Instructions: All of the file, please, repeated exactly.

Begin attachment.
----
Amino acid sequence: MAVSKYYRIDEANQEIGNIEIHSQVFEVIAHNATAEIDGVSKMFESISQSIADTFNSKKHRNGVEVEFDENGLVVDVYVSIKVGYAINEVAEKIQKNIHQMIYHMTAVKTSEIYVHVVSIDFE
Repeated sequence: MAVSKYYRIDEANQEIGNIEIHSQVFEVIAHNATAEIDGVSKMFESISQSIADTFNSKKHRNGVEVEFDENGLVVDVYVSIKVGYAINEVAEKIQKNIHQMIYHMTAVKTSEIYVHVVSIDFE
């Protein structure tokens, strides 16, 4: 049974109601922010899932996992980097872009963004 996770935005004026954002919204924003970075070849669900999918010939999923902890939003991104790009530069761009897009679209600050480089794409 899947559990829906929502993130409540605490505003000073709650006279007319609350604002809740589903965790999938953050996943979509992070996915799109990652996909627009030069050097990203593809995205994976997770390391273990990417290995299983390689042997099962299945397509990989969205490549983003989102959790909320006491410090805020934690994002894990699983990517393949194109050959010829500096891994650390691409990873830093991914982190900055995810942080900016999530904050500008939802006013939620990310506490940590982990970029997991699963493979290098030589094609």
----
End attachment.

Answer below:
Amino acid sequence: MAVSKYYRIDEANQEIGNIEIHSQVFEVIAHNATAEIDGVSKMFESISQSIADTFNSKKHRNGVEVEFDENGLVVDVYVSIKVGYAINEVAEKIQKNIHQMIYHMTAVKTSEIYVHVVSIDFE
Repeated sequence: MAVSKYYRIDEANQEIGNIEIHSQVFEVIAHNATAEIDGVSKMFESISQSIADTFNSKKHRNGVEVEFDENGLVVDVYVSIKVGYAINEVAEKIQKNIHQMIYHMTAVKTSEIYVHVVSIDFE
């Protein structure tokens, strides 16, 4: 049974109601922010899932996992980097872009963004 996770935005004026954002919204924003970075070849669900999918010939999923902890939003991104790009530069761009897009679209600050480089794409 899947559990829906929502993130409540605490505003000073709650006279007319609350604002809740589903965790999938953050996943979509992070996915799109990652996909627009030069050097990203593809995205994976997770390391273990990417290995299983390689042997099962299945397509990989969205490549983003989102959790909320006491410090805020934690994002894990699983990517393949194109050959010829500096891994650390691409990873830093991914982190900055995810942080900016999530904050500008939802006013939620990310506490940590982990970029997991699963493979290098030589094609």